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March 6, 2013
Graeme Swann said he had no option but to go under the knife again on his right elbow if he wanted to extend his England career.
Swann found out the extent of the problem that involves floating bone fragments - which he has managed for four years since his last surgery in 2009 - on the morning of the first Test against New Zealand in Dunedin. His concerns had been raised during the warm-up match in Queenstown, where he bowled 42 overs, and scans taken after arriving in Dunedin were then viewed by the specialist, Dr Shawn O'Driscoll, in America who said that further surgery was now required.
"I know if I don't have the surgery it's more or less curtains," he said. "I'm assured the surgery is relatively simple, so touch wood it will be and I'll wake up on the other end and everything will be great.
"I said yesterday that I was trying to go through my whole career without needing surgery again, but the specialist came back and said something needed to be done. So be it. It's a huge year for English cricket and a huge year for me, so if this means taking a more active part in it then it's something I have to do."
Swann will travel to Rochester, Minnesota, within the next week and still harbours hopes of being back in action for the return visit of New Zealand in May ahead of the Champions Trophy, which is then followed by the first of the back-to-back Ashes series in July. In 2009, Swann had surgery following the Test series against West Indies in the Caribbean that finished in March and was back in time for the return series in May of that year
Although Swann said he would only have a clear indication of his recovery period after meeting with the specialist, he felt confident that he would not be sidelined for too long after his experiences in 2009. He has been assured that the state of his elbow now is not as bad as four years ago when he had said, "it was like a bomb had gone off in there."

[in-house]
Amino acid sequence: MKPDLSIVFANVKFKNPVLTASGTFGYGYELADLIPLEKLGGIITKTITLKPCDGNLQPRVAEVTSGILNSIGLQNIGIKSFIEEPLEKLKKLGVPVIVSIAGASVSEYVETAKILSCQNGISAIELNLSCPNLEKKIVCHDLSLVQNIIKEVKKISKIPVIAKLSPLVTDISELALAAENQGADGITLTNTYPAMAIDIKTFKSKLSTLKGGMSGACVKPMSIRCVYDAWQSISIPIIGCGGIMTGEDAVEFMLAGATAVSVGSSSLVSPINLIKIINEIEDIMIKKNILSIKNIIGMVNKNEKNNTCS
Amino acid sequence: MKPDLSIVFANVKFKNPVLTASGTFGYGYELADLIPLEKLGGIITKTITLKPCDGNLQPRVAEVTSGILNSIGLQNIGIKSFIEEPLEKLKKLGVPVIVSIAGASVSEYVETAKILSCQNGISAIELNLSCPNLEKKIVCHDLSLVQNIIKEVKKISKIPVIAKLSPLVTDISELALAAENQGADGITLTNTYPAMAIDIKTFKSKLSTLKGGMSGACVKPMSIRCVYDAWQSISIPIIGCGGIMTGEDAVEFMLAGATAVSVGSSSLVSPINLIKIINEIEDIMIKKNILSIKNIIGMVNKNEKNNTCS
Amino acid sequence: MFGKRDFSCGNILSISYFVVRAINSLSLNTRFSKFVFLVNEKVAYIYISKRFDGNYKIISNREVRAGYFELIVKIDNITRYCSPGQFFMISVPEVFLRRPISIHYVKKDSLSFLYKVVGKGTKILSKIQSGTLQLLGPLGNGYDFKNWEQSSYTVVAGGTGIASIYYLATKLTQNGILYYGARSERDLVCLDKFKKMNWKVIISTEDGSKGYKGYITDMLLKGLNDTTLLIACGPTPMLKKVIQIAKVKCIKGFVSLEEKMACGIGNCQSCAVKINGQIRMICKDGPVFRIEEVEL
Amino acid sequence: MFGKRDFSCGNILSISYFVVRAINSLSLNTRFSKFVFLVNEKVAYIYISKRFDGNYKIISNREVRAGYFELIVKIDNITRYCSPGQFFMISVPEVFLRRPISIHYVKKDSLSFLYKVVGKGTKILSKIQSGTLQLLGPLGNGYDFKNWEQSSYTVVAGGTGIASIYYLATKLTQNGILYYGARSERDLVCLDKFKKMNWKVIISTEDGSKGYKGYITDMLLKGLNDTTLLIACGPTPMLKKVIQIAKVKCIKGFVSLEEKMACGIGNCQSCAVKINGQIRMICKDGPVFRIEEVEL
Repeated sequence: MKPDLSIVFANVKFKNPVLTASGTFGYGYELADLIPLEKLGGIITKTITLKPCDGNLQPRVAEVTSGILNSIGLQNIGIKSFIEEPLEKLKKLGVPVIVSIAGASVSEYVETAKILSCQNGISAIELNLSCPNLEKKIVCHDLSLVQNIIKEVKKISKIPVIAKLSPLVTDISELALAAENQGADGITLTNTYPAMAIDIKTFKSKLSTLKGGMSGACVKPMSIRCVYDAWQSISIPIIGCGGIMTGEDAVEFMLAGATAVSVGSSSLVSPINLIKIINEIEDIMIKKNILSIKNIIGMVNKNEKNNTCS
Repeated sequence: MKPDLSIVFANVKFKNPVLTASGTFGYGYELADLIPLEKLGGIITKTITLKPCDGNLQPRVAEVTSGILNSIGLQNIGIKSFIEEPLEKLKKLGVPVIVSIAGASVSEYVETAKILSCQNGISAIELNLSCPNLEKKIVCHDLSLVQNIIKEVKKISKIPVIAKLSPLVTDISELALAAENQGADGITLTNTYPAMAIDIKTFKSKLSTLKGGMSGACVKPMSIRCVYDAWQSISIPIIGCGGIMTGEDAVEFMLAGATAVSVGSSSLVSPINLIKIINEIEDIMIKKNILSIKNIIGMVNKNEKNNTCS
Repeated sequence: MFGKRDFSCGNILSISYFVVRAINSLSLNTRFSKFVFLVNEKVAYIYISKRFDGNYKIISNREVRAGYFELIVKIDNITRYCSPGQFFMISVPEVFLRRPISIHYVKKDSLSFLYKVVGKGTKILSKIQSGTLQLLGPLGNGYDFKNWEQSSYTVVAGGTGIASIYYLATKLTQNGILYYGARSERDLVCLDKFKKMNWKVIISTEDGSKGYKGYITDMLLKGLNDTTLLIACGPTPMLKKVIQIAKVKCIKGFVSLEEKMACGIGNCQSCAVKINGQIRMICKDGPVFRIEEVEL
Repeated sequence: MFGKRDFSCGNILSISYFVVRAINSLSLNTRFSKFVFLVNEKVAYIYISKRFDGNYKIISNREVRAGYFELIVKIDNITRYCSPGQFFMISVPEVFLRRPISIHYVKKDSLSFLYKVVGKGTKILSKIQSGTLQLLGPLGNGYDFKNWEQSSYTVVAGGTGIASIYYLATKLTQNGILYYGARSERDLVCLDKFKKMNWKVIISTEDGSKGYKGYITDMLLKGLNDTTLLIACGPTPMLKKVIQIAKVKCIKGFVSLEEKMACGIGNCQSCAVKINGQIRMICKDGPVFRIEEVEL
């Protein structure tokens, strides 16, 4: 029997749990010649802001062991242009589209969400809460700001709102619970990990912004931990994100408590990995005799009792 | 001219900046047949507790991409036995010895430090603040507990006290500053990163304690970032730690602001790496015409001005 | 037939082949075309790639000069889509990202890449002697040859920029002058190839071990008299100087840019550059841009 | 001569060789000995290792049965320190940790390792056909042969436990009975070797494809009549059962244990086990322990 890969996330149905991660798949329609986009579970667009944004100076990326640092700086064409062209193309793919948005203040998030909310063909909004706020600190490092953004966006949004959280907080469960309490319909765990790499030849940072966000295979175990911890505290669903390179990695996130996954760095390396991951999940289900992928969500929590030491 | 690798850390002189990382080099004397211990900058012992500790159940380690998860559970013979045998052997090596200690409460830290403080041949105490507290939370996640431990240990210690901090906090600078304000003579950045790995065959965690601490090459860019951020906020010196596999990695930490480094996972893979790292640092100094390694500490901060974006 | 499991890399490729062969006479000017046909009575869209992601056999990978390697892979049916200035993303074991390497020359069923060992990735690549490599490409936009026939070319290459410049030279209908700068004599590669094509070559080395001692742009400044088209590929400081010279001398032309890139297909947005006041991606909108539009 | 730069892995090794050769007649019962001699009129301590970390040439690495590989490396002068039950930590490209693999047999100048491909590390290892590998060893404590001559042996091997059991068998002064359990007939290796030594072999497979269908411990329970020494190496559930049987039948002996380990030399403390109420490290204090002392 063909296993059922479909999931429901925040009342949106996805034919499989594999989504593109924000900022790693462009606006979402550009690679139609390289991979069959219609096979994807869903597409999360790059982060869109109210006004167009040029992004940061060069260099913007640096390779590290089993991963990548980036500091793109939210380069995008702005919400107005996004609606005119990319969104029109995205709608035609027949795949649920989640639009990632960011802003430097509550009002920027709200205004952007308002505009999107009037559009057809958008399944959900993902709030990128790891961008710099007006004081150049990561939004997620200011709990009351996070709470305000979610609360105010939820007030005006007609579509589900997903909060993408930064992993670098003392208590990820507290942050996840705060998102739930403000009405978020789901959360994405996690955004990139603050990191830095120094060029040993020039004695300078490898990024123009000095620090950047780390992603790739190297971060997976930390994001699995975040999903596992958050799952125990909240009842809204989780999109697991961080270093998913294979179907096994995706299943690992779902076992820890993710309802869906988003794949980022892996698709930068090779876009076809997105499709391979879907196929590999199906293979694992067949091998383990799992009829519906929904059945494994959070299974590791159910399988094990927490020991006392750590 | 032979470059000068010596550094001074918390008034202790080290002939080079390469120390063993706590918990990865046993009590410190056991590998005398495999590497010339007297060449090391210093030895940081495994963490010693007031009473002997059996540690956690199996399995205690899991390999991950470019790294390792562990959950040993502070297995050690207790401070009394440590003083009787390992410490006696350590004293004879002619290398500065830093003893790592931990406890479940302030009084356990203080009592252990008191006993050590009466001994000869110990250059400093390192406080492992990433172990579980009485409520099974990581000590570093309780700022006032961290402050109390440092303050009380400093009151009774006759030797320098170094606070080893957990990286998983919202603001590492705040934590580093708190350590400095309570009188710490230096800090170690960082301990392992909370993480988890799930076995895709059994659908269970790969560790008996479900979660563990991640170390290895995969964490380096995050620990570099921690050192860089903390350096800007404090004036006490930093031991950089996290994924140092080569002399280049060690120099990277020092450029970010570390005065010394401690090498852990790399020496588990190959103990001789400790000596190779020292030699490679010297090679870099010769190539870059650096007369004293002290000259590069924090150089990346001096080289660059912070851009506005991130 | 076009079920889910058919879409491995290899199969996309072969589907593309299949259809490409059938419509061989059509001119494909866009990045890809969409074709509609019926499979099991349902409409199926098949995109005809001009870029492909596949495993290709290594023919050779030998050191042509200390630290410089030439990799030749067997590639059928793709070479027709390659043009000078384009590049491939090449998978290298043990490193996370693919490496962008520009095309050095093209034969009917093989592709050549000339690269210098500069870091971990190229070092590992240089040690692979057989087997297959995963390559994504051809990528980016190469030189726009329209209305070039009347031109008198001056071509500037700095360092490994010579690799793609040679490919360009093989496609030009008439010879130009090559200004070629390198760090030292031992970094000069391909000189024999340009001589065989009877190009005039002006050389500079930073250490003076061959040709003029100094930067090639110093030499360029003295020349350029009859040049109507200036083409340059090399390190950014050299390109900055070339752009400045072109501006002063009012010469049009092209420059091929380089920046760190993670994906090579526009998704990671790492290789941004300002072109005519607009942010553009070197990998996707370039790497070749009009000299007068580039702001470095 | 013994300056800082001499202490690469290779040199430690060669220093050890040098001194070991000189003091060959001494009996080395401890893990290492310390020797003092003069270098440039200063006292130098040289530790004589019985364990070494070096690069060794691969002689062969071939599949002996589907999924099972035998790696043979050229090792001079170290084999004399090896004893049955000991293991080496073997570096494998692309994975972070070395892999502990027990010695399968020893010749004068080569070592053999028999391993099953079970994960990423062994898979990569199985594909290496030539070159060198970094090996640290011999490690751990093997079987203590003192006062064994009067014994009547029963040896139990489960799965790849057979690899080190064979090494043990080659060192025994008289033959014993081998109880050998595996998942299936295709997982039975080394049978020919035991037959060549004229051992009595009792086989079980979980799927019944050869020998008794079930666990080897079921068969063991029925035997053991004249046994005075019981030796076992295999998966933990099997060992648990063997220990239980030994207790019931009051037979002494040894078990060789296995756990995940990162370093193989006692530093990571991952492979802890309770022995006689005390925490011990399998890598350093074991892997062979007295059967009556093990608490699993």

"In layman's terms it needs a bit of a clean-out. It doesn't seem anywhere near as dire as last time around. I knew something wasn't right [in Queenstown] as I couldn't put an extra snap on the ball when I was bowling. I like to turn the ball a lot and I was only 70-80 percent fit.
"It all came about quite suddenly to be honest," he added. "I've struggled on and off for the last four years but it never really manifested itself into a dire predicament for me. But in Queenstown, just before the game, I started to feel an unusual pain that I hadn't felt since before the last operation and it got worse during that game. I raised by fears with the doctor and Andy [Flower] and the scans showed there had been deterioration."
Swann did admit to misgivings as he prepared for his long trip to the USA followed by a rehabilitation programme that will involve using a CPM machine - a device that keeps the arm constantly moving day and night. The machine drove Swann "around the bend" in 2009, and Tim Bresnan has been experiencing it recently following his elbow surgery.
"You just never know with surgery, do you?" Swann said. "And the fact you are having surgery means you have a pretty serious injury so, I was hoping I'd get through my playing days. I want to play as much a part in this year as possible.
"It's so fresh and just landed on me. Two days ago, I was preparing for a Test and now I'm flying to Rochester to get sorted out. I'll be relieved once it's done but I'm a bit apprehensive now because I don't like general anesthetics."
This was the first time Swann had missed a Test through injury - the other three matches he has been absent for since his debut in late 2008 were for tactical reasons - although his workload in limited-overs cricket is being managed. He missed the series in India during January and the Twenty20s in New Zealand before returning for the 50-over leg of this tour. However, he did not indicate a desire to retire from one-day cricket after the latest news.
"The whole point of the operation is that it will extend my career," he said. "If it gives me a chance to keep playing for England for longer than I would have had then it's great news."
It all means that for the New Zealand tour, Monty Panesar becomes England's senior spinner having yet to bowl a competitive delivery on the trip while James Tredwell, the Kent offspinner, is joining the squad. If the outcome for Swann is not as positive as he hopes, either of them could yet be playing a key part in England's year.
Andrew McGlashan is an assistant editor at ESPNcricinfoFeeds: Andrew McGlashan
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